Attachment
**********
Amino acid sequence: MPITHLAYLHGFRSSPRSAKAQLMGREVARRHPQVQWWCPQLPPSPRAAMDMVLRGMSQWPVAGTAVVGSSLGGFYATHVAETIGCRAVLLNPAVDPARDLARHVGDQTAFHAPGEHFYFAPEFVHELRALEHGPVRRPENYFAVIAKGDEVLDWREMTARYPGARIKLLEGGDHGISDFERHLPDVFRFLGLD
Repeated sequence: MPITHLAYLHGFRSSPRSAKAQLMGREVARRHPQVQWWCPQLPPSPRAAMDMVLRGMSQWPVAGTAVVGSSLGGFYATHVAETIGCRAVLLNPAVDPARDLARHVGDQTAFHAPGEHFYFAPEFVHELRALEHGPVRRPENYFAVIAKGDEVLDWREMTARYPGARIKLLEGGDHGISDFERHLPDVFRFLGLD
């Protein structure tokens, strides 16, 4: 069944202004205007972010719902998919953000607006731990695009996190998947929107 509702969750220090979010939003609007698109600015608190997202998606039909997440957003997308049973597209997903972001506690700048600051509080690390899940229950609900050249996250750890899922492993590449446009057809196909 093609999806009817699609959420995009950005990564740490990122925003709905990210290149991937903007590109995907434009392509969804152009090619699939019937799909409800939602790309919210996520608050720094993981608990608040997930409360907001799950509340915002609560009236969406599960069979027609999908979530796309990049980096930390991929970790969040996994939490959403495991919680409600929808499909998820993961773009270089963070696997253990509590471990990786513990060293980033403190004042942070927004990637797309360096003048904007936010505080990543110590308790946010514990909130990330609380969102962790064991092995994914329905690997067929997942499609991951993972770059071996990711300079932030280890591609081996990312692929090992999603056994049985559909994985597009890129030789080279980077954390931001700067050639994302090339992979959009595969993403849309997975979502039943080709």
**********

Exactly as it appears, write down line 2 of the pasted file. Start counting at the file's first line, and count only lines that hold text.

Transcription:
Repeated sequence: MPITHLAYLHGFRSSPRSAKAQLMGREVARRHPQVQWWCPQLPPSPRAAMDMVLRGMSQWPVAGTAVVGSSLGGFYATHVAETIGCRAVLLNPAVDPARDLARHVGDQTAFHAPGEHFYFAPEFVHELRALEHGPVRRPENYFAVIAKGDEVLDWREMTARYPGARIKLLEGGDHGISDFERHLPDVFRFLGLD